Monday, March 10, 2014

Three Trail Rides, but Only Two Completions

Back in the Saddle Again

Things have thawed out enough that the trails are again passable. They are not perfect due to quite a bit of mud, but they are rideable.

Yesterday, Chris, Larry, and I went out on the three Arabians. Since the plan is to ride a competition at the end of the month, the horses need the work and I certainly do as well.

We were out for close to two hours, mostly at the walk with just a little trotting here and there when the ground afforded it. JJ was a little more energetic than he's been in the past when I've ridden him and we actually had two spooks. Nothing too dramatic, but just enough to remind me he's alive and well. *G*

The funny part was that when we arrived at the barn and brought the boys in from the paddock, JJ and Nordisk had rolled to a fare thee well in the mud. They were both coated eartip to tail.  Juan, on the other hand, the white boy was almost pristine. It took Larry about 5 minutes to brush him off so he could tack up. Meanwhile, Chris and I were currying and brushing away. I left a pretty good pile of dirt in the barn aisle by the time I was done and I can't say JJ looked more than moderately clean when I was done. Nothing like trying to clean up a winter haired horse after a nice roll in the spring mud.

My Boys, at home, were wearing sheets, so when I went out to ride today, I had minimal brushing to do.

But that benefit was short lived success when it came to completing rides on everyone.

Tucker was up first. The arena was more than half thawed with one side dry with good footing and the other wet with a bit of snow left. I trotted around a little, just to see how Tucker was feeling since I hadn't ridden him since....December????  He wasn't very interested in arena work and made it clear he wanted some adventure. So, putting my courage to the sticking place, we ventured into the woods.

So this is one of the non-completion trail rides in the title.  The footing in the woods was a little dicey, with some slippy spots and snow. I am going to let Tucker use that as an excuse.  For the first half of the ride he was OK, but was doing a little dancing in the footing. Then, he threw a bit of a hissy fit. He lifted his front end a bit off the ground and struck with his forelegs, squealing at the same time.  It really did feel as if he was frustrated, and after that wanted to jig and not settle back down.

I'll admit, it. I'm a coward. I got him to stand and dismounted. I led him along the trail for the second half of the outing. We may well have been able to settle down again, but at that point the trail was really tricky with all kinds of switchback "go arounds" of all the fallen trees, and if he had acted up it would have been dangerous. I would like to be braver, but I'm not, so I copped out.  At least I got some exercise leading him along and he got to be out and about.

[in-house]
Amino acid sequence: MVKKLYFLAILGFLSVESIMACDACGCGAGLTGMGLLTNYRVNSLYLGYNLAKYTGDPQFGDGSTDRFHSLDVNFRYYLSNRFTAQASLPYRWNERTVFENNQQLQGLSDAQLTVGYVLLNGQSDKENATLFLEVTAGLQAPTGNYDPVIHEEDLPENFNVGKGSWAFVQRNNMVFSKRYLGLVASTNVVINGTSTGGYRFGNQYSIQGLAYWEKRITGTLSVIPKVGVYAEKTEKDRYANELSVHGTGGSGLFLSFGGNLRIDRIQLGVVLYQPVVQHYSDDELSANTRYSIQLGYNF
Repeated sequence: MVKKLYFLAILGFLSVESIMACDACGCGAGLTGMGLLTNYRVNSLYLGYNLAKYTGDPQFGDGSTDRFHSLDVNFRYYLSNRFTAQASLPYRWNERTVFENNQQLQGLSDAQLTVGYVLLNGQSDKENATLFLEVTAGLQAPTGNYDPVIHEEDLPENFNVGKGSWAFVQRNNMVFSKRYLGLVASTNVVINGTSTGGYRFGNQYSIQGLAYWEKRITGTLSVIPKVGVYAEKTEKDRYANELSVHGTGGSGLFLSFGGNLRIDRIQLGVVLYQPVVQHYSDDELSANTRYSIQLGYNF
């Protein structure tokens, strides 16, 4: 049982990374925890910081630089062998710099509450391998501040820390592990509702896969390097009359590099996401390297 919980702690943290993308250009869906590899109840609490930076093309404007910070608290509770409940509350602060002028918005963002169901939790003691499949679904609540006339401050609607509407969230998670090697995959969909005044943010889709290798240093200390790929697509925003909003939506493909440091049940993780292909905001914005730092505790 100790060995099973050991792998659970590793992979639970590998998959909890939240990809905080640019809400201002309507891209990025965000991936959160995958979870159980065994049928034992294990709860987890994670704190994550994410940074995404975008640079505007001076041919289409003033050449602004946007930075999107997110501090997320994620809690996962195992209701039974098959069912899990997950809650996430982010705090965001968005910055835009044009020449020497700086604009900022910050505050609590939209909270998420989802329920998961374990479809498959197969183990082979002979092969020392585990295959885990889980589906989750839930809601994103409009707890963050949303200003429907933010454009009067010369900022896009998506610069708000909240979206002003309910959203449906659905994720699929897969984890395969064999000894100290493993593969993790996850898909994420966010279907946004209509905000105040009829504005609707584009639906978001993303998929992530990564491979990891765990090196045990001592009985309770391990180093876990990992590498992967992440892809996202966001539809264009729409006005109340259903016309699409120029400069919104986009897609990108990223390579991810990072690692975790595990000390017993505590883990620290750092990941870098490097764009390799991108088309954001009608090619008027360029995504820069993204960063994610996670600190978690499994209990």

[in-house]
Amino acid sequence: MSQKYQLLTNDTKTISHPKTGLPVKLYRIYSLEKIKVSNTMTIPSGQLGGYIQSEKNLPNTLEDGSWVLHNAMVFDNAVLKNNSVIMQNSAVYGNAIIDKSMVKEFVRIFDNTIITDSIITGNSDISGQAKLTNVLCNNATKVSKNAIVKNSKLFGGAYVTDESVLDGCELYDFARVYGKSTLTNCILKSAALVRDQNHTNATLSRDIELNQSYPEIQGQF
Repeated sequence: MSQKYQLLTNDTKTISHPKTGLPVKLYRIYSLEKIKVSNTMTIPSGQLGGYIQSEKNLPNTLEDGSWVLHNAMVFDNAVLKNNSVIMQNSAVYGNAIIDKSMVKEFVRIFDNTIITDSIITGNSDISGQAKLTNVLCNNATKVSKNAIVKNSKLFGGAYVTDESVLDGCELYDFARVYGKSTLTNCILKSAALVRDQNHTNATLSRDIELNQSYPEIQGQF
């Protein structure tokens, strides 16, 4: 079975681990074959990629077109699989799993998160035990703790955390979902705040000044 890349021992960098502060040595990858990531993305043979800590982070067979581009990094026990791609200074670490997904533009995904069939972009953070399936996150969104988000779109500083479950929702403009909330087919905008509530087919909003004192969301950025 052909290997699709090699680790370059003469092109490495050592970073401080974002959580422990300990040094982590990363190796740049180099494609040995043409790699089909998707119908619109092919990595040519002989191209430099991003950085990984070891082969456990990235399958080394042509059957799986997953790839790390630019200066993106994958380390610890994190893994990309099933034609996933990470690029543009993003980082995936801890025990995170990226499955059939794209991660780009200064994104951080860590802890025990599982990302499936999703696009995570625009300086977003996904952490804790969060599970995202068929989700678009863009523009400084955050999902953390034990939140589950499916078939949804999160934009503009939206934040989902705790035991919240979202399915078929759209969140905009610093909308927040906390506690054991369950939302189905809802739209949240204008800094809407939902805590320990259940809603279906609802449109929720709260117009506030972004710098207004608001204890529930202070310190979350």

Then I saddled Chance. The ground has been so bad for so long, I've not been able to check on his soundness.  Failed trail ride #2.  He was very lame. I'm confused about it. He felt really bad, but it's hard to tell for sure if it's the hind end.  I will be calling the vet out for spring shots this week, and if I can be sure the footing in the arena will be OK, I will have a soundness exam.  At this point, I just don't know what's wrong. He's had two months off, but horrible footing the whole time, so that just might have made things worse, or not. We'll just have to wait and see.

Fortunately, at 24, Toby is sound as can be and, once bribed with a carrot, quite eager to go out on a ride. The trouble was that as I led him into the arena, Tucker barged through the gate and made it nearly impossible for me to get out the woods gate and lock it behind us. I finally had to dismount, chase Tucker off with a tree branch, remount and finally go out.

We had a lovely ride. Toby was forward and happy the whole time. The woods footing didn't seem to bother him at all and we took the middle trail to make the ride just a little longer.

Thank heavens for my old fellow.  He ended the afternoon at Follywoods on a high note.


  1. Wow..wish you had given me a call..Glad you got to ride Toby OK

  2. With lots of rides there's bound to be some good and some not so good. At least you got out there and did it. I wouldn't say you were a coward at all. I think there's a fine line between cowardice and wisdom. Usually, if your gut reaction is to get off before a dangerous situation occurs and you follow it, I'd call that wisdom not cowardice. Glad you ended on a high note!

  3. Anonymous7:56 PM

    With Tucker, that's not cowardice, that's good sense - bad footing, an aggravated horse, not having ridden him in months - I'd have done the same. Strategic retreat is what I call it - you've got nothing to prove to anybody.

    Glad your old guy proved his worth!

  4. Go Toby!!! I would have dismounted Tucker too. If you had stayed on and something bad had happened you would have said to yourself - why didn't I get off...

    Chance's lameness could very well be totally unrelated to his previous lameness You never know what they are up to in the muddy fields. I really hope he comes sound soon - you really need a fun, relaxed horse to ride.